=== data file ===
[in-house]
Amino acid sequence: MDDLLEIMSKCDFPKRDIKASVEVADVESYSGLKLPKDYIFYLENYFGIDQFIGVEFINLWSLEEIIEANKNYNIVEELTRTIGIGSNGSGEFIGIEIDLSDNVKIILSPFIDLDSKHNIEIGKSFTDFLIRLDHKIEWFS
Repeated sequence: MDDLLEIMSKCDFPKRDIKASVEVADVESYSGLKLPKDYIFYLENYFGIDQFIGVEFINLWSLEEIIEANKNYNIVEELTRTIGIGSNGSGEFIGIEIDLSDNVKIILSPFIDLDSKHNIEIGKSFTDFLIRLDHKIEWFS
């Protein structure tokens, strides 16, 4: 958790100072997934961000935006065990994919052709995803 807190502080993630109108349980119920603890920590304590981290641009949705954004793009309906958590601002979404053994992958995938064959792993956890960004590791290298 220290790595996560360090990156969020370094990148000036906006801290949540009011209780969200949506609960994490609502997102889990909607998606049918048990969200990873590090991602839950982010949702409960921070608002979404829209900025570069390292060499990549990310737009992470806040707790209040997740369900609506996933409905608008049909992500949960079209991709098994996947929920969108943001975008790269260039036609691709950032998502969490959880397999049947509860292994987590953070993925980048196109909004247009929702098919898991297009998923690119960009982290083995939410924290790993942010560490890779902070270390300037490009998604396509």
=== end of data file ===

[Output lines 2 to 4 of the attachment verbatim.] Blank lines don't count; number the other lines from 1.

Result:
Amino acid sequence: MDDLLEIMSKCDFPKRDIKASVEVADVESYSGLKLPKDYIFYLENYFGIDQFIGVEFINLWSLEEIIEANKNYNIVEELTRTIGIGSNGSGEFIGIEIDLSDNVKIILSPFIDLDSKHNIEIGKSFTDFLIRLDHKIEWFS
Repeated sequence: MDDLLEIMSKCDFPKRDIKASVEVADVESYSGLKLPKDYIFYLENYFGIDQFIGVEFINLWSLEEIIEANKNYNIVEELTRTIGIGSNGSGEFIGIEIDLSDNVKIILSPFIDLDSKHNIEIGKSFTDFLIRLDHKIEWFS
């Protein structure tokens, strides 16, 4: 958790100072997934961000935006065990994919052709995803 807190502080993630109108349980119920603890920590304590981290641009949705954004793009309906958590601002979404053994992958995938064959792993956890960004590791290298 220290790595996560360090990156969020370094990148000036906006801290949540009011209780969200949506609960994490609502997102889990909607998606049918048990969200990873590090991602839950982010949702409960921070608002979404829209900025570069390292060499990549990310737009992470806040707790209040997740369900609506996933409905608008049909992500949960079209991709098994996947929920969108943001975008790269260039036609691709950032998502969490959880397999049947509860292994987590953070993925980048196109909004247009929702098919898991297009998923690119960009982290083995939410924290790993942010560490890779902070270390300037490009998604396509």